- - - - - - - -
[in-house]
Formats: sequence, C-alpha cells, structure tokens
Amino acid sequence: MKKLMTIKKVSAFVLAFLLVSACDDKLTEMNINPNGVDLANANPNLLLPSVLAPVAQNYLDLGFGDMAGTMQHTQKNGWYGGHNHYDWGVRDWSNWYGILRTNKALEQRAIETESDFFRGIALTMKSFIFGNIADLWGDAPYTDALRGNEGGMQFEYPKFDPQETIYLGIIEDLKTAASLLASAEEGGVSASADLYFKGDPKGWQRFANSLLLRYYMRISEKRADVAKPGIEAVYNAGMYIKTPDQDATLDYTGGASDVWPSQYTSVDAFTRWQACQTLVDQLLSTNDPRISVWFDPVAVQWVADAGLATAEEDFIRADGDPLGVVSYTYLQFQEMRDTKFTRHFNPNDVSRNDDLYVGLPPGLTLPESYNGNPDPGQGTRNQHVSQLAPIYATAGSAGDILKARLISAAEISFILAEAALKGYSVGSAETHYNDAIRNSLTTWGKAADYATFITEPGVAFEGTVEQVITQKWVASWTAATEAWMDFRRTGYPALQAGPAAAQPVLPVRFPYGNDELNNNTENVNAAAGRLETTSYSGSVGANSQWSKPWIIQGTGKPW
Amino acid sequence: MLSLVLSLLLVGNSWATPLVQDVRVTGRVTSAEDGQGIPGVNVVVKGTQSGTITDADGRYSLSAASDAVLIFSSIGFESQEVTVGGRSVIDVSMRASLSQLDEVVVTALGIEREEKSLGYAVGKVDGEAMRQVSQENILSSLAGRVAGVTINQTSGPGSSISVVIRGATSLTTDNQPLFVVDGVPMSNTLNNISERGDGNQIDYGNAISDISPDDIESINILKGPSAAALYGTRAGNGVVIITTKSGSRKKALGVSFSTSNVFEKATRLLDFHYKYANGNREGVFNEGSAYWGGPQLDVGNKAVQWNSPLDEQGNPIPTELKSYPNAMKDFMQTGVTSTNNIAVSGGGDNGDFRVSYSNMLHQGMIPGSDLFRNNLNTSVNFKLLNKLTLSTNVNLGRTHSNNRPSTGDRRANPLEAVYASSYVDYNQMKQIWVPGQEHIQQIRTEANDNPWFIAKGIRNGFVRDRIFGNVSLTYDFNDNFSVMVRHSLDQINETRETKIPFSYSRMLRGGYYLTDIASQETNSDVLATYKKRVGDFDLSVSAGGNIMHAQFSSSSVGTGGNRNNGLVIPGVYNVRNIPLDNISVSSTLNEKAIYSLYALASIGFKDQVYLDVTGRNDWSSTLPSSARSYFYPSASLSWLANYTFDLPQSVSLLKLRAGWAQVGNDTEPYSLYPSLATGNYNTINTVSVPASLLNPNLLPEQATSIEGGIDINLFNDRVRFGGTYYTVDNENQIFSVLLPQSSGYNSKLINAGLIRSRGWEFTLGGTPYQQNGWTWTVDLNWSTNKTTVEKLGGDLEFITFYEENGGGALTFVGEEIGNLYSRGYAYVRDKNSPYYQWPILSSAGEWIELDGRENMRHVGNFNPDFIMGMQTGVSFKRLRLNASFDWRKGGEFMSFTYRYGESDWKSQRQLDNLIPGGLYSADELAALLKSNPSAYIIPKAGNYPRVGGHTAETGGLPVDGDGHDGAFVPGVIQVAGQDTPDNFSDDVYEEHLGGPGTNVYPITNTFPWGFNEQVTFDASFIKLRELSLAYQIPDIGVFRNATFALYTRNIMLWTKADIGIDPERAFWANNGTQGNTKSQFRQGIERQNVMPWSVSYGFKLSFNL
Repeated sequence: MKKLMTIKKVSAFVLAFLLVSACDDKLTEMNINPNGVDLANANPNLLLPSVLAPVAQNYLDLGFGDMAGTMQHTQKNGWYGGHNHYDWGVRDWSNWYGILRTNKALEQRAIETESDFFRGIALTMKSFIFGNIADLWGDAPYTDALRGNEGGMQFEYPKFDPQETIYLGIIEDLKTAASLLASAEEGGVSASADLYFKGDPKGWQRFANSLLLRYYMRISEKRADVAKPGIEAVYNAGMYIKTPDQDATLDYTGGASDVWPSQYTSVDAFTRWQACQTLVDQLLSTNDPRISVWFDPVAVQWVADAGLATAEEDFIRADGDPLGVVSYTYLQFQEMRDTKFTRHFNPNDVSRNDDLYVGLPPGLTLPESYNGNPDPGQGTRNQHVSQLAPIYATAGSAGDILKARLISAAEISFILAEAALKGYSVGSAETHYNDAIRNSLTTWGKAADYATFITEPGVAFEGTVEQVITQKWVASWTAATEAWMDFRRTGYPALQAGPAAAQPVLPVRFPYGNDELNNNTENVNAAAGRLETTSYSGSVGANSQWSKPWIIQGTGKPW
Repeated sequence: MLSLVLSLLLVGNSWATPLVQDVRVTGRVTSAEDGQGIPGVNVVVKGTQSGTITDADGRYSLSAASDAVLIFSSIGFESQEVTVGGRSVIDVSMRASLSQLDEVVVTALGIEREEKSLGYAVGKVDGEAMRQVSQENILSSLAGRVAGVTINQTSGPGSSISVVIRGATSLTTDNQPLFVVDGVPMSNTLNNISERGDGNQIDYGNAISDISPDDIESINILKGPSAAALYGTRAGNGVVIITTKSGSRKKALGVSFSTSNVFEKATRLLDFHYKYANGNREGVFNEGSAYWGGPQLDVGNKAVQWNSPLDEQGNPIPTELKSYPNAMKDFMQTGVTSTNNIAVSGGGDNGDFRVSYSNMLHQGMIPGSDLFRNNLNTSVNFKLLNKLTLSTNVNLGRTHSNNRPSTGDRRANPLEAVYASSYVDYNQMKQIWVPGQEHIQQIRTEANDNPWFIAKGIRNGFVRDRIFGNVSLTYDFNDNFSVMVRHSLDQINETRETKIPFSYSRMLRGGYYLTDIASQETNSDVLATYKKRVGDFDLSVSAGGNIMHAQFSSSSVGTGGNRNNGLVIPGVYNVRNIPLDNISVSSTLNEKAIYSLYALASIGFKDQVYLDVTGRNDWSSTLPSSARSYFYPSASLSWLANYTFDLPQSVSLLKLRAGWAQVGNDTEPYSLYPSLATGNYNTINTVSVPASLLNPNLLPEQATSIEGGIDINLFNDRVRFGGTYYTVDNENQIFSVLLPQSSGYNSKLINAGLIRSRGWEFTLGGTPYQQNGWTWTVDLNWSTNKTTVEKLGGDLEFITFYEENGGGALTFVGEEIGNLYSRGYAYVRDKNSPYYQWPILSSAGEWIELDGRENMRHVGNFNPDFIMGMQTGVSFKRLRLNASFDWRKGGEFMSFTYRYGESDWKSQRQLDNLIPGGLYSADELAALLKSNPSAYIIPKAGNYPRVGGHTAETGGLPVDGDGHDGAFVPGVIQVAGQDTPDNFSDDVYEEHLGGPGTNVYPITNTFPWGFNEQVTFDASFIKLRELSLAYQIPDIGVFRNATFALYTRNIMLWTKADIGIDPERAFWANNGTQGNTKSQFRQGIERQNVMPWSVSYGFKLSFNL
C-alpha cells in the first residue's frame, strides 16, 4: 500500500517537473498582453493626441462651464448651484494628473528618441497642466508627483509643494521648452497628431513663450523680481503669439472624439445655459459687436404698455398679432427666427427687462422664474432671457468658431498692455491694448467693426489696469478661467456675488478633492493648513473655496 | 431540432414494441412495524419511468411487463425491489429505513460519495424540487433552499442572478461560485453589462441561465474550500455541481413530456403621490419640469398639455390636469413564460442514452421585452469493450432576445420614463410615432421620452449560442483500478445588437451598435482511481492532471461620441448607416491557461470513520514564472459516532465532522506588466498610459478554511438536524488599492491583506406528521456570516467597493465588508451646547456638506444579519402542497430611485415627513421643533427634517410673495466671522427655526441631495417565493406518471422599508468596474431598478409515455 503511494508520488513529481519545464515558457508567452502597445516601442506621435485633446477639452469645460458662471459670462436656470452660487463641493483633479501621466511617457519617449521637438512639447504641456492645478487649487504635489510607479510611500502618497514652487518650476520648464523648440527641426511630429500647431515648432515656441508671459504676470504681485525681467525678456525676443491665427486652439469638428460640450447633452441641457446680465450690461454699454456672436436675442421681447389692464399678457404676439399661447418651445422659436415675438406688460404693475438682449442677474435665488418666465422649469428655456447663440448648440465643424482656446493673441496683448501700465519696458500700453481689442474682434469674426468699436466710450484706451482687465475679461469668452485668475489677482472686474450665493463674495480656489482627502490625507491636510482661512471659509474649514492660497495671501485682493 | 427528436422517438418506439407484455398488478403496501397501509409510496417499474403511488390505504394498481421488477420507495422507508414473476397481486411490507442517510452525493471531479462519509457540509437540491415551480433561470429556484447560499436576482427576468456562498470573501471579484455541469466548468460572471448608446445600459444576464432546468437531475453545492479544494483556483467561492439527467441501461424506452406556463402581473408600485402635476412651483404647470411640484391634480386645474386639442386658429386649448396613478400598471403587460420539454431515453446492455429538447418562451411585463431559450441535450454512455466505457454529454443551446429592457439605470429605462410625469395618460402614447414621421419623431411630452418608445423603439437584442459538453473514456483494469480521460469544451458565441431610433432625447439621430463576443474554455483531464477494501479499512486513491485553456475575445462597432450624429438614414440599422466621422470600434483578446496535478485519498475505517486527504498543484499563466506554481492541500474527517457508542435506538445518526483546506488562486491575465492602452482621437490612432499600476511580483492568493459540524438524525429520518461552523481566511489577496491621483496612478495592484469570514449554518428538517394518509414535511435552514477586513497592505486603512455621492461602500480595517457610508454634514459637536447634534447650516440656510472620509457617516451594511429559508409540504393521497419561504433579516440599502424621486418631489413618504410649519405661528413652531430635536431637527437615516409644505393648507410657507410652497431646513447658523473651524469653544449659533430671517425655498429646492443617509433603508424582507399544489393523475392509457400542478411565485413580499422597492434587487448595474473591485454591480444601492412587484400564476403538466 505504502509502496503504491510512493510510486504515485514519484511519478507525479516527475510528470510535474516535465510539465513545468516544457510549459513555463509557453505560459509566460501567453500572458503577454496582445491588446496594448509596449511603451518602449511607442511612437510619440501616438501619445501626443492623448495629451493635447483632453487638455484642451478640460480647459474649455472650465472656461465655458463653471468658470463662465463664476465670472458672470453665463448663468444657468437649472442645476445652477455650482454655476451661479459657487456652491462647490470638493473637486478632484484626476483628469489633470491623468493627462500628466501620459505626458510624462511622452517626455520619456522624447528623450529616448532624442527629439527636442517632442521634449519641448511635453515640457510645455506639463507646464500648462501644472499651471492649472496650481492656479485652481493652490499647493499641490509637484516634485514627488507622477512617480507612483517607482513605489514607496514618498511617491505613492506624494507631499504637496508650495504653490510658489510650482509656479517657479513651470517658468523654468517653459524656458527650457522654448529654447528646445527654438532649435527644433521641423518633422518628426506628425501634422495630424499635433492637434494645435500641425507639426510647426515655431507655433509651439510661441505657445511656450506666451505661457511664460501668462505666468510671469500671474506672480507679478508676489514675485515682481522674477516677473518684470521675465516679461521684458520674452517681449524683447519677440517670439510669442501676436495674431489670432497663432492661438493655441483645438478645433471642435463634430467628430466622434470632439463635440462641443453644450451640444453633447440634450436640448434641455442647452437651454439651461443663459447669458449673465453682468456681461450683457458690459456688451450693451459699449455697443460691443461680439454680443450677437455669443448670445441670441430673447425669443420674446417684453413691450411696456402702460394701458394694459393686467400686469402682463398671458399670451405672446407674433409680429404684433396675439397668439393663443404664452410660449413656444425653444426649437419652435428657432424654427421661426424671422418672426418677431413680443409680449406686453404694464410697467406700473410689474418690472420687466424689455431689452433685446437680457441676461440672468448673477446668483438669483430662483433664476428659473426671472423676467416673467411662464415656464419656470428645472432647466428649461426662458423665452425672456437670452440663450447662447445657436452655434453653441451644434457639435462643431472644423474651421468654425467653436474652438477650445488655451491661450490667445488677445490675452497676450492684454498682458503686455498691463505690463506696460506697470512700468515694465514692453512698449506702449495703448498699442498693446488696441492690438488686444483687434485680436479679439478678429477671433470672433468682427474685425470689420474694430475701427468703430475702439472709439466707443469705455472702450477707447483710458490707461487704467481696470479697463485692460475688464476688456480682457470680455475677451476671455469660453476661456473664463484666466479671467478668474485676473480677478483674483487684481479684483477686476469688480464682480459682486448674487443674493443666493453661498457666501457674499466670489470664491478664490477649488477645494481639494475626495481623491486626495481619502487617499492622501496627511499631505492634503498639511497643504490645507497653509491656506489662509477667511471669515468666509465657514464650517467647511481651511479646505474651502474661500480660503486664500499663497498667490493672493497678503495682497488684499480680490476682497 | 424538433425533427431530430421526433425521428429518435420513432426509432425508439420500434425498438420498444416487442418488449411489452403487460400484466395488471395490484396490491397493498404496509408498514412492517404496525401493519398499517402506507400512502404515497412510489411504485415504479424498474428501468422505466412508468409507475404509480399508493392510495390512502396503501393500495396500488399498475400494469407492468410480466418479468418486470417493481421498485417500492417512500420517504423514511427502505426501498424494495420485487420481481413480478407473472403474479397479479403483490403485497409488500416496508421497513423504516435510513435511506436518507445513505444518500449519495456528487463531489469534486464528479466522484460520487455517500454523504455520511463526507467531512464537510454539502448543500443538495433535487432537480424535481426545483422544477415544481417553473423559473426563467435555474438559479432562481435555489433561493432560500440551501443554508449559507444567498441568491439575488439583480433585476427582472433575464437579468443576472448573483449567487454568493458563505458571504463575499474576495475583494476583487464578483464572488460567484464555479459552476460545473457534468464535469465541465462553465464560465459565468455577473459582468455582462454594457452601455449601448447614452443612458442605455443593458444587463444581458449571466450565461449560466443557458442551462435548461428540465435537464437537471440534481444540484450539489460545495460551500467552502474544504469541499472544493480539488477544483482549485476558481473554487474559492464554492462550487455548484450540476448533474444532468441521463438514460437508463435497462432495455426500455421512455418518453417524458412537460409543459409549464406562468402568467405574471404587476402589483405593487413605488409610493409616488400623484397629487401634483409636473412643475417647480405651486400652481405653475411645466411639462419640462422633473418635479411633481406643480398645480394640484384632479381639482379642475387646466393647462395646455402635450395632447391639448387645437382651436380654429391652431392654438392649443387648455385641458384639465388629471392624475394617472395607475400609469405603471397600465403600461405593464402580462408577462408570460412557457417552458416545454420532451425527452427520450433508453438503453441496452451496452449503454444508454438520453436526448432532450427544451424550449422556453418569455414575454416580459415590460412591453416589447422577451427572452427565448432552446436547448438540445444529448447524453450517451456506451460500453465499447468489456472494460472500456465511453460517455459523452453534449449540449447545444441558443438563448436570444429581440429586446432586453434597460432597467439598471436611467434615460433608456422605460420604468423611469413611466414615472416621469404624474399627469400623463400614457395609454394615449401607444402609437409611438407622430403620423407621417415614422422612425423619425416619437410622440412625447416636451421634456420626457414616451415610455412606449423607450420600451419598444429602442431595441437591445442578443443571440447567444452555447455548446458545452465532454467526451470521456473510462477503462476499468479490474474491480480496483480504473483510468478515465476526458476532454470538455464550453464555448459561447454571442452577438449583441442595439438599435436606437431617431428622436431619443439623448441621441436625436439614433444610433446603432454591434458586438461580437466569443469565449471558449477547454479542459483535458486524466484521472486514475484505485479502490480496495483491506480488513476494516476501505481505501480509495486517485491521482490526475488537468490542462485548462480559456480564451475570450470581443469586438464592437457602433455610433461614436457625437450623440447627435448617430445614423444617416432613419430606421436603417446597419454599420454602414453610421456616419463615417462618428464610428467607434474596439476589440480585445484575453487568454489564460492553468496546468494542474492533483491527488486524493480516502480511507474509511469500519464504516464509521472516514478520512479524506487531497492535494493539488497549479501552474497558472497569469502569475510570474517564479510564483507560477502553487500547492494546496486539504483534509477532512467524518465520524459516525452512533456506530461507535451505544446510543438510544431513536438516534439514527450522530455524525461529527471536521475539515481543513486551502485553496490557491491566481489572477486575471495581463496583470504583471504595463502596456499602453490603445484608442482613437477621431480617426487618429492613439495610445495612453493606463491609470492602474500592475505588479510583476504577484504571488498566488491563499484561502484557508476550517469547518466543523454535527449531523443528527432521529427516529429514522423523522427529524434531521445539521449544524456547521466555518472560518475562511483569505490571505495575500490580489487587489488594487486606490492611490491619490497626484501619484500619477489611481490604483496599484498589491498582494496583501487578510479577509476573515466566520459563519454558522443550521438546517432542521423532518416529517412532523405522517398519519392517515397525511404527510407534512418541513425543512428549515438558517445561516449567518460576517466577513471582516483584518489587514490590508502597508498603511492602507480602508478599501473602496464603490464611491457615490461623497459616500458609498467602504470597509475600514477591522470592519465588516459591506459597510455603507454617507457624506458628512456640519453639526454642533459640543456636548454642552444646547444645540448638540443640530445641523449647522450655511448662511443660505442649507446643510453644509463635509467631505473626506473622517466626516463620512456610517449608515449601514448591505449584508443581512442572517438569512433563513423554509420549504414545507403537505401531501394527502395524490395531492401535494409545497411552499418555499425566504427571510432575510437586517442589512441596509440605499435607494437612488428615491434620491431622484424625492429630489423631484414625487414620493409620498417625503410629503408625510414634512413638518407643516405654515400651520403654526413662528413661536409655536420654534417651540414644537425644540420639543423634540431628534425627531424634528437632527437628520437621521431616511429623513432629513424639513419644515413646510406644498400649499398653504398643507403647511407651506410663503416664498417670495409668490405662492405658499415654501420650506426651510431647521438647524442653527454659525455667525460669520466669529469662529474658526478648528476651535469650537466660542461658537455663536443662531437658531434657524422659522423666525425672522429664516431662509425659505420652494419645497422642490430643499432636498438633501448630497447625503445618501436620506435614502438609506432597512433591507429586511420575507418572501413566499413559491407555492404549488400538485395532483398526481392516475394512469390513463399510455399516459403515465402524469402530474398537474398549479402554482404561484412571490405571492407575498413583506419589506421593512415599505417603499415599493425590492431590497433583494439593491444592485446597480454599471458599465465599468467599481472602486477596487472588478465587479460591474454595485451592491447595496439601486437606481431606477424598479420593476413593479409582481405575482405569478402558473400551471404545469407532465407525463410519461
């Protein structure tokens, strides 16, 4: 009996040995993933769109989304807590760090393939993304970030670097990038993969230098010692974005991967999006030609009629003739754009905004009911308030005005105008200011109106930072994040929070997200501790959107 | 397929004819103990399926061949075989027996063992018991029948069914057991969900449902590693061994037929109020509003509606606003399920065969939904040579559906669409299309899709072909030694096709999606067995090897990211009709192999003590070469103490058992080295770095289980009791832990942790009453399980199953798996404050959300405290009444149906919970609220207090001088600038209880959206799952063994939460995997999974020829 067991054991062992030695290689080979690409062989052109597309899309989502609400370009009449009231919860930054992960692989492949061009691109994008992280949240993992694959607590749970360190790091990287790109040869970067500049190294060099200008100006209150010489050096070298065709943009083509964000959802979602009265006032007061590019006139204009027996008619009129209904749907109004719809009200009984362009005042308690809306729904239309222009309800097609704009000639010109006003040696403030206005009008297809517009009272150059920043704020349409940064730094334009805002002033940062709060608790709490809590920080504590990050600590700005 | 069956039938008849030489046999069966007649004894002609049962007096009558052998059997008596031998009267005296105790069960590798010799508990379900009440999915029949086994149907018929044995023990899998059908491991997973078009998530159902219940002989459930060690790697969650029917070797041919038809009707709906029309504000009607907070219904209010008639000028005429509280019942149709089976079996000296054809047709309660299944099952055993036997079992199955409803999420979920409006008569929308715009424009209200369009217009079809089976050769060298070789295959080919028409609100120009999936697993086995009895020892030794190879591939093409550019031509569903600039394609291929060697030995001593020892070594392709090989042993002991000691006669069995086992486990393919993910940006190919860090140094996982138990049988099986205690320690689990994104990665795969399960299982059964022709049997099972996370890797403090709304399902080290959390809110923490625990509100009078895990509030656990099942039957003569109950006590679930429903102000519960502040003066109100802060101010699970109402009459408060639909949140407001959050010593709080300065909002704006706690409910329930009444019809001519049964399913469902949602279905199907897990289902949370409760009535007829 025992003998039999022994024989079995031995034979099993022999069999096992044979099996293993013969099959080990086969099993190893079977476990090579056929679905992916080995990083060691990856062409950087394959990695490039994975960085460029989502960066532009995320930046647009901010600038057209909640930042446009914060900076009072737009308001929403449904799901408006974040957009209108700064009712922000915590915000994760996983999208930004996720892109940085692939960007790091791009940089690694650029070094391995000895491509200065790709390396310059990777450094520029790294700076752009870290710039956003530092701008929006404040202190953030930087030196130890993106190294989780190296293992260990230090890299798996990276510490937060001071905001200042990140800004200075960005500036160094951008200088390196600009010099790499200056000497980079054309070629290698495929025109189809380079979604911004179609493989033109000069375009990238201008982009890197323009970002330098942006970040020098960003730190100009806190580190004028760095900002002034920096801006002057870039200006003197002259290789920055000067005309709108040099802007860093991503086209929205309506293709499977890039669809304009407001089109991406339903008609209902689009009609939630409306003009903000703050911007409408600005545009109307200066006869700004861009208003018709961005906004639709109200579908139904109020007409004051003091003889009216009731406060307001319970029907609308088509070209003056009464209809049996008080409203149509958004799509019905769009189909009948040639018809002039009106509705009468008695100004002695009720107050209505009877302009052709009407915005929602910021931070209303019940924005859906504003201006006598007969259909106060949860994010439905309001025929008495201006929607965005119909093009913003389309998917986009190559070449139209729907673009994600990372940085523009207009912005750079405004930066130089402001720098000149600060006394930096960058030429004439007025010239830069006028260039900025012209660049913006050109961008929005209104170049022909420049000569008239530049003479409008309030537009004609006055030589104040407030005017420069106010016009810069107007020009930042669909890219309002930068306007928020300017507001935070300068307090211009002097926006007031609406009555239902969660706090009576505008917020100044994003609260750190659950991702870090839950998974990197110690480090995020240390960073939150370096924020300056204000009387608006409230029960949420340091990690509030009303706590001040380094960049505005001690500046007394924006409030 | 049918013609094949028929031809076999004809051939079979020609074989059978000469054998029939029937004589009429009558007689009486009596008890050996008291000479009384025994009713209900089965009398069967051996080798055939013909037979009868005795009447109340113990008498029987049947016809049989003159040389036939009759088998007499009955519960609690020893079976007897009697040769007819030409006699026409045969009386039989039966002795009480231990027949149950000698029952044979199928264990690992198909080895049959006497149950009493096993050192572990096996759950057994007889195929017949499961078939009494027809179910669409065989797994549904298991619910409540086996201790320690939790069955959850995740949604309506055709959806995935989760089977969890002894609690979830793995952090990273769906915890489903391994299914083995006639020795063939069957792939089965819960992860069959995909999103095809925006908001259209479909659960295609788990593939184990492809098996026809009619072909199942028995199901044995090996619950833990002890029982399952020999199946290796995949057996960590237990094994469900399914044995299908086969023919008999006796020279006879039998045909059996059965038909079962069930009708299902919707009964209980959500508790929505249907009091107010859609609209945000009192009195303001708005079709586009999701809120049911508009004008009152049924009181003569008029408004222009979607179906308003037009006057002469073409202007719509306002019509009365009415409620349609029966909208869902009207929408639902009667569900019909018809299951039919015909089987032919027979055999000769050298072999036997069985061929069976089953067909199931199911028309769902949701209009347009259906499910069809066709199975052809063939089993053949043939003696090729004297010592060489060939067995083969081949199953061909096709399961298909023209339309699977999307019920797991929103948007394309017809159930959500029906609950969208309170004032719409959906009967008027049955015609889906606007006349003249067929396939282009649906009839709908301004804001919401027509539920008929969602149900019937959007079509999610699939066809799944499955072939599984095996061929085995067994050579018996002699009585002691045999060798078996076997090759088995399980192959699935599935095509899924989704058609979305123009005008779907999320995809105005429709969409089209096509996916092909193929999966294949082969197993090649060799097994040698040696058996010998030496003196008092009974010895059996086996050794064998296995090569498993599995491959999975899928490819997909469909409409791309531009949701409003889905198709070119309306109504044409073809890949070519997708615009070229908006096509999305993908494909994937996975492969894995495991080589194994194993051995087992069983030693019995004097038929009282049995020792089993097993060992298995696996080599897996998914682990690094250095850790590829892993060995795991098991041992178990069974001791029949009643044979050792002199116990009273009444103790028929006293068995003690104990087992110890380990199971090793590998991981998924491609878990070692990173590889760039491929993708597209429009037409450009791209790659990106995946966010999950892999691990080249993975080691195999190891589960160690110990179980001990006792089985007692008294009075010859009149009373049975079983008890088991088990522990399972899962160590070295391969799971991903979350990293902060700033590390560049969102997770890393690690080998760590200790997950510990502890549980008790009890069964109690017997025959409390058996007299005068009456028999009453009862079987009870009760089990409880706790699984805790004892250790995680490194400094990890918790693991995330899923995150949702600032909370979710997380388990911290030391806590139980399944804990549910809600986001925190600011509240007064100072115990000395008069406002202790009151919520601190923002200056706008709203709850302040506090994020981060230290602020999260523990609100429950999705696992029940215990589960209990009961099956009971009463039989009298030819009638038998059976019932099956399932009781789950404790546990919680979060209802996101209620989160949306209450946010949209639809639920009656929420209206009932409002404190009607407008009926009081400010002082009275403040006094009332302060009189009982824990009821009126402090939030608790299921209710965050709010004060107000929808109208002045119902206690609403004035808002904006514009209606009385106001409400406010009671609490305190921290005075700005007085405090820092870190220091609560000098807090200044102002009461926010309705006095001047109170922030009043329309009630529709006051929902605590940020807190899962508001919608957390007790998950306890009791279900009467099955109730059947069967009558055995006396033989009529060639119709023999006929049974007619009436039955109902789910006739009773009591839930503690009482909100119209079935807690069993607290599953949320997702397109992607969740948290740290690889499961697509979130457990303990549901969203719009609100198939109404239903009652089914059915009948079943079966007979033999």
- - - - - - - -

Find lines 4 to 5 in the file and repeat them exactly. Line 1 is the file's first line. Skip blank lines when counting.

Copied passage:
Amino acid sequence: MLSLVLSLLLVGNSWATPLVQDVRVTGRVTSAEDGQGIPGVNVVVKGTQSGTITDADGRYSLSAASDAVLIFSSIGFESQEVTVGGRSVIDVSMRASLSQLDEVVVTALGIEREEKSLGYAVGKVDGEAMRQVSQENILSSLAGRVAGVTINQTSGPGSSISVVIRGATSLTTDNQPLFVVDGVPMSNTLNNISERGDGNQIDYGNAISDISPDDIESINILKGPSAAALYGTRAGNGVVIITTKSGSRKKALGVSFSTSNVFEKATRLLDFHYKYANGNREGVFNEGSAYWGGPQLDVGNKAVQWNSPLDEQGNPIPTELKSYPNAMKDFMQTGVTSTNNIAVSGGGDNGDFRVSYSNMLHQGMIPGSDLFRNNLNTSVNFKLLNKLTLSTNVNLGRTHSNNRPSTGDRRANPLEAVYASSYVDYNQMKQIWVPGQEHIQQIRTEANDNPWFIAKGIRNGFVRDRIFGNVSLTYDFNDNFSVMVRHSLDQINETRETKIPFSYSRMLRGGYYLTDIASQETNSDVLATYKKRVGDFDLSVSAGGNIMHAQFSSSSVGTGGNRNNGLVIPGVYNVRNIPLDNISVSSTLNEKAIYSLYALASIGFKDQVYLDVTGRNDWSSTLPSSARSYFYPSASLSWLANYTFDLPQSVSLLKLRAGWAQVGNDTEPYSLYPSLATGNYNTINTVSVPASLLNPNLLPEQATSIEGGIDINLFNDRVRFGGTYYTVDNENQIFSVLLPQSSGYNSKLINAGLIRSRGWEFTLGGTPYQQNGWTWTVDLNWSTNKTTVEKLGGDLEFITFYEENGGGALTFVGEEIGNLYSRGYAYVRDKNSPYYQWPILSSAGEWIELDGRENMRHVGNFNPDFIMGMQTGVSFKRLRLNASFDWRKGGEFMSFTYRYGESDWKSQRQLDNLIPGGLYSADELAALLKSNPSAYIIPKAGNYPRVGGHTAETGGLPVDGDGHDGAFVPGVIQVAGQDTPDNFSDDVYEEHLGGPGTNVYPITNTFPWGFNEQVTFDASFIKLRELSLAYQIPDIGVFRNATFALYTRNIMLWTKADIGIDPERAFWANNGTQGNTKSQFRQGIERQNVMPWSVSYGFKLSFNL
Repeated sequence: MKKLMTIKKVSAFVLAFLLVSACDDKLTEMNINPNGVDLANANPNLLLPSVLAPVAQNYLDLGFGDMAGTMQHTQKNGWYGGHNHYDWGVRDWSNWYGILRTNKALEQRAIETESDFFRGIALTMKSFIFGNIADLWGDAPYTDALRGNEGGMQFEYPKFDPQETIYLGIIEDLKTAASLLASAEEGGVSASADLYFKGDPKGWQRFANSLLLRYYMRISEKRADVAKPGIEAVYNAGMYIKTPDQDATLDYTGGASDVWPSQYTSVDAFTRWQACQTLVDQLLSTNDPRISVWFDPVAVQWVADAGLATAEEDFIRADGDPLGVVSYTYLQFQEMRDTKFTRHFNPNDVSRNDDLYVGLPPGLTLPESYNGNPDPGQGTRNQHVSQLAPIYATAGSAGDILKARLISAAEISFILAEAALKGYSVGSAETHYNDAIRNSLTTWGKAADYATFITEPGVAFEGTVEQVITQKWVASWTAATEAWMDFRRTGYPALQAGPAAAQPVLPVRFPYGNDELNNNTENVNAAAGRLETTSYSGSVGANSQWSKPWIIQGTGKPW